Lastly, it doesn't matter where you live. We have clients in all 50 states, most of whom I have never met, and we had clients in all 50 states long before the Internet made remote communication so much easier. You may think your financial advisor needs to be located nearby, but that is just not the case. In my opinion, it is a mistake to limit yourself to only those advisors that are in your vicinity. I have over a thousand clients all across America, working with my company in Austin, as well as the professional money managers I recommend who are also located in various parts of the country.
As always, if we can help you, please don’t hesitate to call us at 800-348-3601 or visit our website at www.halbertwealth.com.
Wishing you profits,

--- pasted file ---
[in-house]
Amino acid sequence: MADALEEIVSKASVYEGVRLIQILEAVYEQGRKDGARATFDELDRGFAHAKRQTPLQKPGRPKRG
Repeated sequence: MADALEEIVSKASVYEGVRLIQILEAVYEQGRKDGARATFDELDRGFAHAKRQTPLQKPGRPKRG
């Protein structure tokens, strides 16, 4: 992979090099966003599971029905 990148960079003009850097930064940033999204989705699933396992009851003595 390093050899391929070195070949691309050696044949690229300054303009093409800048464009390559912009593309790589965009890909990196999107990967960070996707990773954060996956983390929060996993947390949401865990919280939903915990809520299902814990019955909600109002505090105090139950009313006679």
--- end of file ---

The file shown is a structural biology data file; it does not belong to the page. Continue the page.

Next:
Gary D. Halbert
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Forecasts & Trends E-Letter is published by ProFutures, Inc. Gary D. Halbert is the president and CEO of ProFutures, Inc. and is the editor of this publication. Information contained herein is taken from sources believed to be reliable but cannot be guaranteed as to its accuracy. Opinions and recommendations herein generally reflect the judgement of Gary D. Halbert (or another named author) and may change at any time without written notice. Market opinions contained herein are intended as general observations and are not intended as specific investment advice. Readers are urged to check with their investment counselors before making any investment decisions. This electronic newsletter does not constitute an offer of sale of any securities. Gary D. Halbert, ProFutures, Inc., and its affiliated companies, its officers, directors and/or employees may or may not have investments in markets or programs mentioned herein. Past results are not necessarily indicative of future results. Reprinting for family or friends is allowed with proper credit. However, republishing (written or electronically) in its entirety or through the use of extensive quotes is prohibited without prior written consent.